Microfluidic Pumping by Micromolar Salt Concentrations
Moving fluid around on the microscale is not as simple as taking a syringe off the shelf and pushing liquid through, because if you do this, things tend to break. In this talk, a colloidal ion-exchange-resin-based microfluidic pump is introduced and experimentally characterized. It operates in almost deionized water for periods exceeding 24h and effects fluid flows of um/s over hundreds of microns. This fluid flow displays a far-field, power-law decay which is characteristic of two-dimensional (2D) flow when the system is strongly confined in the vertical direction, and of three-dimensional (3D) flow when the system is less confined. Using theory and numerical calculations we show that our observations are consistent with electroosmotic pumping driven by umol/L ionic impurities in the sample cell, revealing the surprising impact of trace amounts of charge carriers. In addition, we explain how the power-law decay of the fluid flow can be understood on the basis of the confinement imposed by the sample cell. These two insights should benefit the design of a new class of microfluidic pumps that operate at low solute concentration.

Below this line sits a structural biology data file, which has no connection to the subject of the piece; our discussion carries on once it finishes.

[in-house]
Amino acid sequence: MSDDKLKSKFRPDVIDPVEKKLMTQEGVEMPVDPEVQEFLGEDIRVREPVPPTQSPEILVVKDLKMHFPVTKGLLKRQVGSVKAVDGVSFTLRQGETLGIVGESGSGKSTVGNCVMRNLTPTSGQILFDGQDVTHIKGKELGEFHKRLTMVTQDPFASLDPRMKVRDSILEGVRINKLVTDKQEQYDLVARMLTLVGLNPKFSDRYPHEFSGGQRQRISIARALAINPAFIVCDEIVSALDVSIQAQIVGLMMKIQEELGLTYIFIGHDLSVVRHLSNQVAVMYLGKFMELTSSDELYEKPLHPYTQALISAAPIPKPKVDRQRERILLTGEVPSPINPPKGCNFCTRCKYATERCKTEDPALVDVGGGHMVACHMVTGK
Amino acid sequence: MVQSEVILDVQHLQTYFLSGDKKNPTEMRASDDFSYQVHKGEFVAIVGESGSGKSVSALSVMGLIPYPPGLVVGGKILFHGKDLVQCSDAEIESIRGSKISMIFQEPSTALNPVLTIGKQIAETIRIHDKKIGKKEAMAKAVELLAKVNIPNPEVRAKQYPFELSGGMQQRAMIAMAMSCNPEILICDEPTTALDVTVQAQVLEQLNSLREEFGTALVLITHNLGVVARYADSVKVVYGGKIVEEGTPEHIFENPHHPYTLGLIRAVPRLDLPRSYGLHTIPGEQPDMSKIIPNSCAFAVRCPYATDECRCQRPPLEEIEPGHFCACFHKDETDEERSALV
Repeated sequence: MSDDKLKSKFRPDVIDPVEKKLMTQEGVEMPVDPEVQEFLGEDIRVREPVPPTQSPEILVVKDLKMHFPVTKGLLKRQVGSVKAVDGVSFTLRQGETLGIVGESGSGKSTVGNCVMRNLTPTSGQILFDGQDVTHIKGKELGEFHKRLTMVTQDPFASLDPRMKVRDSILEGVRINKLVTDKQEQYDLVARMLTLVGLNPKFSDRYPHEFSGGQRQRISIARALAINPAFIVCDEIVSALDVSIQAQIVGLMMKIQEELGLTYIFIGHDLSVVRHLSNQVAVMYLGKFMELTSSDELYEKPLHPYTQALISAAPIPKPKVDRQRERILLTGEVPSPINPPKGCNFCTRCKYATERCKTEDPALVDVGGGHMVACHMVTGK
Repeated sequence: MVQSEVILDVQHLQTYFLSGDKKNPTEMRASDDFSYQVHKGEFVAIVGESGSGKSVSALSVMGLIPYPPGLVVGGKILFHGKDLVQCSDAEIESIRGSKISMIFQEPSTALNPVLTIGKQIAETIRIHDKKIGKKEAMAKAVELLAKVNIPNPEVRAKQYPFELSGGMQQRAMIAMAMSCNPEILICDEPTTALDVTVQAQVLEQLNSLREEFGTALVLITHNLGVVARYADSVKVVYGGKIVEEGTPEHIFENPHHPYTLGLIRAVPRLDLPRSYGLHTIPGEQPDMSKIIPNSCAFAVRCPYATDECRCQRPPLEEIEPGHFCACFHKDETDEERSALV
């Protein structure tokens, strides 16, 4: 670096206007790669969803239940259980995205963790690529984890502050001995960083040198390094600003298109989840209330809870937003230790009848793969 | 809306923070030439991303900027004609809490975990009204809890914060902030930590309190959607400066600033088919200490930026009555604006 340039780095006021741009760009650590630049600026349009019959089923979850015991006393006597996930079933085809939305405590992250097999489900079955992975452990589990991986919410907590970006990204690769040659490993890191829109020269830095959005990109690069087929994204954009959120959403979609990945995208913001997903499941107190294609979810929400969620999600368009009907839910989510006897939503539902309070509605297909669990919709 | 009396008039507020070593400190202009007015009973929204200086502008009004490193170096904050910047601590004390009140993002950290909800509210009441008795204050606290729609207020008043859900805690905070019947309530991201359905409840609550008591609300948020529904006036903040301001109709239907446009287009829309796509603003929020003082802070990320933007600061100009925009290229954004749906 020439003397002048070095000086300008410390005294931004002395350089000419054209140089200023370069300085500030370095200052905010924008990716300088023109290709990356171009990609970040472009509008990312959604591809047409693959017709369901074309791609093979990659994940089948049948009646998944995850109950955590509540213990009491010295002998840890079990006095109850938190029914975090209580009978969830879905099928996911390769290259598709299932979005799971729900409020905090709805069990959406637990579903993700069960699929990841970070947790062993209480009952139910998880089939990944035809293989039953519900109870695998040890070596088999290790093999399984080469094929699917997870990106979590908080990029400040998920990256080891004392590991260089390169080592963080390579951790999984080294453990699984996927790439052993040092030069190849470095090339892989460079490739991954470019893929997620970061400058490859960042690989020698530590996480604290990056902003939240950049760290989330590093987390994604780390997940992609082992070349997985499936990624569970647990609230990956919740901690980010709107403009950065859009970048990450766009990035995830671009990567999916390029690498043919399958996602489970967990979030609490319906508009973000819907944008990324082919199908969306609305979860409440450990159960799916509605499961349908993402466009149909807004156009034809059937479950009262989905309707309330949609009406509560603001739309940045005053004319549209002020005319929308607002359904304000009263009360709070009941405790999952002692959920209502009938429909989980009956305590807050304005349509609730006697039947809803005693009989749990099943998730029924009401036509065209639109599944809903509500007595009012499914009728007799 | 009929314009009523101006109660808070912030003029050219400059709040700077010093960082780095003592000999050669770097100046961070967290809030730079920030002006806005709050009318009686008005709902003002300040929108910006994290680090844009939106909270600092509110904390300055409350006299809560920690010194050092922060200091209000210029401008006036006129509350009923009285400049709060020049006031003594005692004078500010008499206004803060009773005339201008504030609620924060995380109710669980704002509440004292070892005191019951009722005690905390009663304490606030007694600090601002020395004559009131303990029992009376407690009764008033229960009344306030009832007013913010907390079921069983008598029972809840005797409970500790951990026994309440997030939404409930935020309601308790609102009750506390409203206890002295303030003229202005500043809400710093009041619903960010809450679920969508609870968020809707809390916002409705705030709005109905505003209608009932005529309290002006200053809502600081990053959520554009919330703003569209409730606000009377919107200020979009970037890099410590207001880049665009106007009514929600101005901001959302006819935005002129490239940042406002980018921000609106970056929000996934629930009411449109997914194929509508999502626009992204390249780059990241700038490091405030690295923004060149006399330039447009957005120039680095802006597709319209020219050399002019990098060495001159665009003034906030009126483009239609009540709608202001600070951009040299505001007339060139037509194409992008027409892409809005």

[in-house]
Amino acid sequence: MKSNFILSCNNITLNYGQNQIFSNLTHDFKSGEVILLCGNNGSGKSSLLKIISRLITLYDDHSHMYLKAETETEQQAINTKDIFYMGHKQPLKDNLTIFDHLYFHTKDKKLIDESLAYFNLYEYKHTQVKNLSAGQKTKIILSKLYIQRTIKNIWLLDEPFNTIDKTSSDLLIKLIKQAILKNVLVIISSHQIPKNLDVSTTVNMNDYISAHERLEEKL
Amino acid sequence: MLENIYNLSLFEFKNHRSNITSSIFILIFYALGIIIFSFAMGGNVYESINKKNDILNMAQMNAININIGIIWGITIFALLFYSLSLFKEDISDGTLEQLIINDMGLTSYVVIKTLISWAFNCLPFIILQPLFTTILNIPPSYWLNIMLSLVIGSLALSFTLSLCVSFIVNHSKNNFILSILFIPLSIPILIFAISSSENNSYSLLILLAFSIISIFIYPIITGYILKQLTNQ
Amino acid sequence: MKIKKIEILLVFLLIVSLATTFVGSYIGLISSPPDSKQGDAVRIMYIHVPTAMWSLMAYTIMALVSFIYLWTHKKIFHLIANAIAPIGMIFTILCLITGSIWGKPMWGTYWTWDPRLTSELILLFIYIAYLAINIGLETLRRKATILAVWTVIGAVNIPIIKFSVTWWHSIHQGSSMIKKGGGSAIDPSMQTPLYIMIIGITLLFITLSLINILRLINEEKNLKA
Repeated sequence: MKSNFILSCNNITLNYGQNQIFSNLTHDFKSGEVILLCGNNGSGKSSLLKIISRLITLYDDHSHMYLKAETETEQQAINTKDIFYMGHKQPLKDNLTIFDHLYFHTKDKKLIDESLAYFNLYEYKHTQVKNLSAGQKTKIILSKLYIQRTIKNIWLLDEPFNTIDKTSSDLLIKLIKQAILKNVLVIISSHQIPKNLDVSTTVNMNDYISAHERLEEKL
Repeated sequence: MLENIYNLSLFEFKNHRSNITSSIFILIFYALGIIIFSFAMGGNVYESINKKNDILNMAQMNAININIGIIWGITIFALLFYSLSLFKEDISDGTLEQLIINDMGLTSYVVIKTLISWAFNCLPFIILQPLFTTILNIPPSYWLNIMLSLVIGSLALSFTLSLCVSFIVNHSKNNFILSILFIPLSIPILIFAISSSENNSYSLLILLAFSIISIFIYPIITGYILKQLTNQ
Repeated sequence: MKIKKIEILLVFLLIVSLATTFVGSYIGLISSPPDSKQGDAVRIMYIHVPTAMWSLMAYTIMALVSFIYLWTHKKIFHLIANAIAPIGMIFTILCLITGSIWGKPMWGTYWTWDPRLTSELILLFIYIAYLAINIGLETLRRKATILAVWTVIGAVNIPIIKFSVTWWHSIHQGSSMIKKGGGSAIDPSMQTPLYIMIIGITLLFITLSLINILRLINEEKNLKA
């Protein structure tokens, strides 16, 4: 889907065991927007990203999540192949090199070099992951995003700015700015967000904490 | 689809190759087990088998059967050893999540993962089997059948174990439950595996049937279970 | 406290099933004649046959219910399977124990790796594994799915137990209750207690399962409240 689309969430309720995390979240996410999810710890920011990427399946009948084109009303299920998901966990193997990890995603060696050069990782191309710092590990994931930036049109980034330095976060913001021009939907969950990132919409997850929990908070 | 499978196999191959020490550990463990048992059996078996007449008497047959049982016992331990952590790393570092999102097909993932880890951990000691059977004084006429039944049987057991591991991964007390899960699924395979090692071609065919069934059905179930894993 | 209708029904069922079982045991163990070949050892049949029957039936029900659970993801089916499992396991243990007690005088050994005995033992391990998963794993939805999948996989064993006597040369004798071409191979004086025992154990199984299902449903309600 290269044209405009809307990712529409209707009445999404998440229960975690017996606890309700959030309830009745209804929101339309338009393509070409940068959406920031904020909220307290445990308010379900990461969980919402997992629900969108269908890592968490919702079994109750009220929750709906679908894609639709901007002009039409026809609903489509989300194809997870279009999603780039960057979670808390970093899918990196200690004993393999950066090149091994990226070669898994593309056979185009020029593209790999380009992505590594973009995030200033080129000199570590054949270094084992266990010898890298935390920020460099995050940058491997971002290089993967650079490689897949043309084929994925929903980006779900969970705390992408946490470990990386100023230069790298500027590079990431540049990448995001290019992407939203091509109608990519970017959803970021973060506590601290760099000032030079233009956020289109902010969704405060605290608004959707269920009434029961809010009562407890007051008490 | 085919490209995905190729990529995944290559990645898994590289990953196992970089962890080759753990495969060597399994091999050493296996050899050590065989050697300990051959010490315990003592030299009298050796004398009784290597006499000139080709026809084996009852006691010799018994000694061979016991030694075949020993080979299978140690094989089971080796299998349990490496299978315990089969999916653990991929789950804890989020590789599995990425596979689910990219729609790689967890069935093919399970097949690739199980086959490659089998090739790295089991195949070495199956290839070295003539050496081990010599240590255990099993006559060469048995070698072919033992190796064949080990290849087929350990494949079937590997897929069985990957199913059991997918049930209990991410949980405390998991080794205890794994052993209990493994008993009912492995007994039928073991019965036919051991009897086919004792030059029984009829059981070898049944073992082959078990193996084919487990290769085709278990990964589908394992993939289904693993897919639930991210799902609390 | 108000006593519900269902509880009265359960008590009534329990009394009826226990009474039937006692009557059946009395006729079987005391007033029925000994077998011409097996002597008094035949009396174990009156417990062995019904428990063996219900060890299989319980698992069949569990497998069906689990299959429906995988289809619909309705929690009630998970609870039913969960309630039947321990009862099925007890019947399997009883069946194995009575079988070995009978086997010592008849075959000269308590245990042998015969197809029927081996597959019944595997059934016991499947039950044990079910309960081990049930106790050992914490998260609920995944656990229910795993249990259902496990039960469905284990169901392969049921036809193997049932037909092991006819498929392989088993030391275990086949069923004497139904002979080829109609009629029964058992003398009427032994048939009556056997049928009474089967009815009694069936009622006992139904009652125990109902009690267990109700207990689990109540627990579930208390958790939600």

This is a weekly series of informal talks given primarily by members of the soft condensed matter and statistical mechanics groups, but is also open to members of other groups and external visitors. The aim of the series is to promote discussion and learning of various topics at a level suitable to the broad background of the group. Everyone is welcome to attend..